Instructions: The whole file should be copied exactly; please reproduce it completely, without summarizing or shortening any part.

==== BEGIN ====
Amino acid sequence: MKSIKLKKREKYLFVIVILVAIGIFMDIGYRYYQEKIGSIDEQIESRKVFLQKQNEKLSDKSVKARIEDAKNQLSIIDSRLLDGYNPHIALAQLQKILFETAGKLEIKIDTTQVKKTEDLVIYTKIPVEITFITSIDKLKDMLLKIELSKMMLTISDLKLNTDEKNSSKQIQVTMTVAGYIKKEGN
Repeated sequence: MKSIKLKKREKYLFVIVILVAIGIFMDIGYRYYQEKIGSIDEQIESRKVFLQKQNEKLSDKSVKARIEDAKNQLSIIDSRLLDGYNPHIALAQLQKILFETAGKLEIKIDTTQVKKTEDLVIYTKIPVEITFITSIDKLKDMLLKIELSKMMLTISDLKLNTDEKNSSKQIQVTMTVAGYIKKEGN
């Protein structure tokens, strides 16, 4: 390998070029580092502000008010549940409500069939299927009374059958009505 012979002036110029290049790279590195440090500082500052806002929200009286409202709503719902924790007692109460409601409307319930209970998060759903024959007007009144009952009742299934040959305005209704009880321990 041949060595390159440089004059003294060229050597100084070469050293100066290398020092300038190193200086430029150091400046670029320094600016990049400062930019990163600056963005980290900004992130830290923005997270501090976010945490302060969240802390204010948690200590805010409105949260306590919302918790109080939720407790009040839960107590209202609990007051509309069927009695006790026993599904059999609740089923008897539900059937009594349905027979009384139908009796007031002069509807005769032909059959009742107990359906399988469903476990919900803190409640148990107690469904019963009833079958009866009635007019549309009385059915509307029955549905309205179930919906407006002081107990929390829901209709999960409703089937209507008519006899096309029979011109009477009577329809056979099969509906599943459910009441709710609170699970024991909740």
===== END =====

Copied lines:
Amino acid sequence: MKSIKLKKREKYLFVIVILVAIGIFMDIGYRYYQEKIGSIDEQIESRKVFLQKQNEKLSDKSVKARIEDAKNQLSIIDSRLLDGYNPHIALAQLQKILFETAGKLEIKIDTTQVKKTEDLVIYTKIPVEITFITSIDKLKDMLLKIELSKMMLTISDLKLNTDEKNSSKQIQVTMTVAGYIKKEGN
Repeated sequence: MKSIKLKKREKYLFVIVILVAIGIFMDIGYRYYQEKIGSIDEQIESRKVFLQKQNEKLSDKSVKARIEDAKNQLSIIDSRLLDGYNPHIALAQLQKILFETAGKLEIKIDTTQVKKTEDLVIYTKIPVEITFITSIDKLKDMLLKIELSKMMLTISDLKLNTDEKNSSKQIQVTMTVAGYIKKEGN
């Protein structure tokens, strides 16, 4: 390998070029580092502000008010549940409500069939299927009374059958009505 012979002036110029290049790279590195440090500082500052806002929200009286409202709503719902924790007692109460409601409307319930209970998060759903024959007007009144009952009742299934040959305005209704009880321990 041949060595390159440089004059003294060229050597100084070469050293100066290398020092300038190193200086430029150091400046670029320094600016990049400062930019990163600056963005980290900004992130830290923005997270501090976010945490302060969240802390204010948690200590805010409105949260306590919302918790109080939720407790009040839960107590209202609990007051509309069927009695006790026993599904059999609740089923008897539900059937009594349905027979009384139908009796007031002069509807005769032909059959009742107990359906399988469903476990919900803190409640148990107690469904019963009833079958009866009635007019549309009385059915509307029955549905309205179930919906407006002081107990929390829901209709999960409703089937209507008519006899096309029979011109009477009577329809056979099969509906599943459910009441709710609170699970024991909740």